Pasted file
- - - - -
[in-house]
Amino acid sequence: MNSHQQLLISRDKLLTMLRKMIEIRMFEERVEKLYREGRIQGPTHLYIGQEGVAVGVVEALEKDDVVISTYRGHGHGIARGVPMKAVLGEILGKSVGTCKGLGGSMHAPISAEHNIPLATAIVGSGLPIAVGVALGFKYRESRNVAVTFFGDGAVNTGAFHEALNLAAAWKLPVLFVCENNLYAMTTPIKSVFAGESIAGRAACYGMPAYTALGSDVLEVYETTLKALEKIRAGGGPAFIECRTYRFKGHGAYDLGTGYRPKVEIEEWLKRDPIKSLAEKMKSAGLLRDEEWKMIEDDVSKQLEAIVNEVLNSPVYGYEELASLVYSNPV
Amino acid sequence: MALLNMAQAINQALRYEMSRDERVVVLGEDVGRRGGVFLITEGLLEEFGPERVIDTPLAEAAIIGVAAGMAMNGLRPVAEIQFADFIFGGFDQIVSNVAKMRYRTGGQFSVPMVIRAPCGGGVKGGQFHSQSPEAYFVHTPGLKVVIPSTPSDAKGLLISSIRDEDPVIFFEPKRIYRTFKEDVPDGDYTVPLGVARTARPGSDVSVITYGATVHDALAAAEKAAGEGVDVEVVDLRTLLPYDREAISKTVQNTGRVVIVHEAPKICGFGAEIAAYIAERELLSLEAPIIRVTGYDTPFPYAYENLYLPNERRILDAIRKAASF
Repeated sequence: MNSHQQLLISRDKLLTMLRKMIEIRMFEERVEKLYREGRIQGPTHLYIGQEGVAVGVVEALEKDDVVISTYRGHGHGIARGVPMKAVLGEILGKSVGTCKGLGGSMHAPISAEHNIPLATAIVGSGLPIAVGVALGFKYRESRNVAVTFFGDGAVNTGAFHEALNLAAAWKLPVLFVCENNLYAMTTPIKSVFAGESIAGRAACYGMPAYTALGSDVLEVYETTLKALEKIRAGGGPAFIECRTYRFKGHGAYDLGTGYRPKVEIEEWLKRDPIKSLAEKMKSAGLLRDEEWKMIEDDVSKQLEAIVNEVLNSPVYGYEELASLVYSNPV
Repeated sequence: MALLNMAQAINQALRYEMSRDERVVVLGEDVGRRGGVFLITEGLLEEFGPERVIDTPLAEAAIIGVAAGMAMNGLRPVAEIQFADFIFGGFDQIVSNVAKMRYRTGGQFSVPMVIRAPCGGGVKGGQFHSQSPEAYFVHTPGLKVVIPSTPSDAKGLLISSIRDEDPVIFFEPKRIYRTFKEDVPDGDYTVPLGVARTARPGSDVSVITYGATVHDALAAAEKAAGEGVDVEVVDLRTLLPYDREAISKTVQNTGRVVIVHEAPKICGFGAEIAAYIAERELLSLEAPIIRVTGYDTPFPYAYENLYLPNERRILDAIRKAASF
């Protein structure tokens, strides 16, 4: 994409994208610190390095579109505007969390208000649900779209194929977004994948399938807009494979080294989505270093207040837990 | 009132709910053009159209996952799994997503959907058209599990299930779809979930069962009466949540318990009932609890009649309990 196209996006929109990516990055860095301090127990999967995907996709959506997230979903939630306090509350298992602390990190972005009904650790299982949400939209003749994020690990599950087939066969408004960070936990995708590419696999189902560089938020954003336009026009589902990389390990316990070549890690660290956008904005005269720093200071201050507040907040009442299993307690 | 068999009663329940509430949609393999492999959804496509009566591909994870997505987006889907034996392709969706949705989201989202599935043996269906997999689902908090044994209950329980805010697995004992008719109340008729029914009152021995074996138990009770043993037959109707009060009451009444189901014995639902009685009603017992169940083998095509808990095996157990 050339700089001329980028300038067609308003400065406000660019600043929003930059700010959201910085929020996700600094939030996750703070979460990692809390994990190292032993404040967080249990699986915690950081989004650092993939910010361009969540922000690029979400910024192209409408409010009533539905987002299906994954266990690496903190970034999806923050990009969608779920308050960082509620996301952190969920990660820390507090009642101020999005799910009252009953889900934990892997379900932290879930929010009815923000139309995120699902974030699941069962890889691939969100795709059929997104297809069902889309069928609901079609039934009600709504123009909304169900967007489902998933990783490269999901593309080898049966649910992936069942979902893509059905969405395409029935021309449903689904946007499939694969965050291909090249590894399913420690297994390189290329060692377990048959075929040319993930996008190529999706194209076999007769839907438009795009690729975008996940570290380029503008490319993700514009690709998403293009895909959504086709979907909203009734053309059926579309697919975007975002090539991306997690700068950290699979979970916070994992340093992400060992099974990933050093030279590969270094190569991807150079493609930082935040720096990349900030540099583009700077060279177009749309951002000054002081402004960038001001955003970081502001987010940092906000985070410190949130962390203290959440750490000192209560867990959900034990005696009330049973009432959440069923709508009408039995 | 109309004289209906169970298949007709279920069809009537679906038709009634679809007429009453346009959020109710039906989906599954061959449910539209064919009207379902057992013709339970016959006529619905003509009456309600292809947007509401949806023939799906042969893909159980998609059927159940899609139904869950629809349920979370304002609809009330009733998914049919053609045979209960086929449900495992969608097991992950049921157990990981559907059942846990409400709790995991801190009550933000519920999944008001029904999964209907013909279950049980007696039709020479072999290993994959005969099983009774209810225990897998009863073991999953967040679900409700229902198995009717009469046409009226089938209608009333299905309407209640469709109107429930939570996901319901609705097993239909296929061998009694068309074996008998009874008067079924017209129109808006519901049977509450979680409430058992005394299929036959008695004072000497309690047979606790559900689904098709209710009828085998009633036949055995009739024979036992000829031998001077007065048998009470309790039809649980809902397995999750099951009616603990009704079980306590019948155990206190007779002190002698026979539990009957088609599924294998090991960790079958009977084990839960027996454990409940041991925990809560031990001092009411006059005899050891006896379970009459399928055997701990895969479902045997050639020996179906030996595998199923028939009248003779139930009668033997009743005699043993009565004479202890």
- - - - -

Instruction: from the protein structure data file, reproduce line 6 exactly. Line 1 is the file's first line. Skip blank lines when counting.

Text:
């Protein structure tokens, strides 16, 4: 994409994208610190390095579109505007969390208000649900779209194929977004994948399938807009494979080294989505270093207040837990 | 009132709910053009159209996952799994997503959907058209599990299930779809979930069962009466949540318990009932609890009649309990 196209996006929109990516990055860095301090127990999967995907996709959506997230979903939630306090509350298992602390990190972005009904650790299982949400939209003749994020690990599950087939066969408004960070936990995708590419696999189902560089938020954003336009026009589902990389390990316990070549890690660290956008904005005269720093200071201050507040907040009442299993307690 | 068999009663329940509430949609393999492999959804496509009566591909994870997505987006889907034996392709969706949705989201989202599935043996269906997999689902908090044994209950329980805010697995004992008719109340008729029914009152021995074996138990009770043993037959109707009060009451009444189901014995639902009685009603017992169940083998095509808990095996157990 050339700089001329980028300038067609308003400065406000660019600043929003930059700010959201910085929020996700600094939030996750703070979460990692809390994990190292032993404040967080249990699986915690950081989004650092993939910010361009969540922000690029979400910024192209409408409010009533539905987002299906994954266990690496903190970034999806923050990009969608779920308050960082509620996301952190969920990660820390507090009642101020999005799910009252009953889900934990892997379900932290879930929010009815923000139309995120699902974030699941069962890889691939969100795709059929997104297809069902889309069928609901079609039934009600709504123009909304169900967007489902998933990783490269999901593309080898049966649910992936069942979902893509059905969405395409029935021309449903689904946007499939694969965050291909090249590894399913420690297994390189290329060692377990048959075929040319993930996008190529999706194209076999007769839907438009795009690729975008996940570290380029503008490319993700514009690709998403293009895909959504086709979907909203009734053309059926579309697919975007975002090539991306997690700068950290699979979970916070994992340093992400060992099974990933050093030279590969270094190569991807150079493609930082935040720096990349900030540099583009700077060279177009749309951002000054002081402004960038001001955003970081502001987010940092906000985070410190949130962390203290959440750490000192209560867990959900034990005696009330049973009432959440069923709508009408039995 | 109309004289209906169970298949007709279920069809009537679906038709009634679809007429009453346009959020109710039906989906599954061959449910539209064919009207379902057992013709339970016959006529619905003509009456309600292809947007509401949806023939799906042969893909159980998609059927159940899609139904869950629809349920979370304002609809009330009733998914049919053609045979209960086929449900495992969608097991992950049921157990990981559907059942846990409400709790995991801190009550933000519920999944008001029904999964209907013909279950049980007696039709020479072999290993994959005969099983009774209810225990897998009863073991999953967040679900409700229902198995009717009469046409009226089938209608009333299905309407209640469709109107429930939570996901319901609705097993239909296929061998009694068309074996008998009874008067079924017209129109808006519901049977509450979680409430058992005394299929036959008695004072000497309690047979606790559900689904098709209710009828085998009633036949055995009739024979036992000829031998001077007065048998009470309790039809649980809902397995999750099951009616603990009704079980306590019948155990206190007779002190002698026979539990009957088609599924294998090991960790079958009977084990839960027996454990409940041991925990809560031990001092009411006059005899050891006896379970009459399928055997701990895969479902045997050639020996179906030996595998199923028939009248003779139930009668033997009743005699043993009565004479202890």